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Nero Wolfe’s roast lamb February 29, 2012

Posted by inspiredbywolfe in Lamb, Wolfe recipe.
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One of my favourite moments in the Nero Wolfe A&E series is at the end of the Before I die episode. Once the murderer is revealed and life is getting back to normal in the Brownstone, Nero Wolfe receives a package. It turns out to be lamb chops and Fritz and Wolfe debate about how they should be prepared. I really like the interactions between the two characters, as they throw ideas at each other before deciding to rub them with ginger, olive oil, mustard – and thyme. While the A&E series is generally very faithful to the books, in this case this scene does not appear in the book (part of the Trouble in Triplicate collection).

However, a similar recipe appears in the Nero Wolfe Cookbook, from Fer de Lance, the first Nero Wolfe story. In this case, Fritz happily rubs a leg of lamb with garlic and other spices. Indeed, the recipe I followed was very simple. I started by making a marinade/rub of mustard, garlic, soy sauce, ginger, olive oil, and thyme of course. I cut up an onion for the lamb to sit on, then rubbed the lamb as well as I could with the marinade.

Now it was simply a matter of putting the thing in the oven until it was done. It took about an hour, as it was a relatively small leg of lamb, and after it was done I let it rest for about 15 minutes while I prepared a simple salad to go with the lamb. I admit I forgot to take a photo of the lamb when it came out of the oven, but here’s a shot after we’d cut a few pieces. The mustard rub had formed an almost crispy layer on top of the lamb.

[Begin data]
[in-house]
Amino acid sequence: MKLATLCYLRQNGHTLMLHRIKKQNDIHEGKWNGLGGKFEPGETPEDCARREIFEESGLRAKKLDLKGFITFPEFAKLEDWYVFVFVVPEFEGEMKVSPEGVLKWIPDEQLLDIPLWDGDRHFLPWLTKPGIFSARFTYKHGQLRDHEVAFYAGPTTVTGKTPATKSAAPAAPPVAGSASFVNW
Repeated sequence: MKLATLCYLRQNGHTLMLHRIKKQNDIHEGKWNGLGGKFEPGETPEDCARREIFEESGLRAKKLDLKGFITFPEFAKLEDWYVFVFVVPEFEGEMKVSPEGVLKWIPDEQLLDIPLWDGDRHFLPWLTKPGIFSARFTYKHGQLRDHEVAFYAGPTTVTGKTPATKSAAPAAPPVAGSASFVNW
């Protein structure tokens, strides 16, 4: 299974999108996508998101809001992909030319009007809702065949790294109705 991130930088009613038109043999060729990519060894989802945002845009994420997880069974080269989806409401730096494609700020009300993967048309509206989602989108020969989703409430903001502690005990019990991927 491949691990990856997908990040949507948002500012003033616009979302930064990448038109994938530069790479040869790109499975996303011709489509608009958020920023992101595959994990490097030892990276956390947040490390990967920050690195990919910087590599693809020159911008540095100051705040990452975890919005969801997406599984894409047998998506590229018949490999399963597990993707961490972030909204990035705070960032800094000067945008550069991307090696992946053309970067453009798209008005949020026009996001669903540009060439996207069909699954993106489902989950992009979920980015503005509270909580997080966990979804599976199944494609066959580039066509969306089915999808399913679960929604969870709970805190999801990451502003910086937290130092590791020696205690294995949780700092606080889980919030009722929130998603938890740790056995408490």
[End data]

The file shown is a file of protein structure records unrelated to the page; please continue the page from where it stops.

This was certainly simple to prepare – but simple doesn’t mean it can’t be complex in flavour. The meat was perfectly cooked, and I think the layer of mustard helped seal in the juices. The mustard marinade had permeated throughout the meat, with the flavours of mustard, ginger and thyme coming through the most strongly.

The lamb was also excellent the next day as leftovers and in sandwiches, with the mustard crust adding a lovely flavour. While the recipe in the Cookbook only mentions Fritz, I would like to imagine Nero Wolfe and Fritz working on this dish together, each contributing different elements for the whole dish.

 

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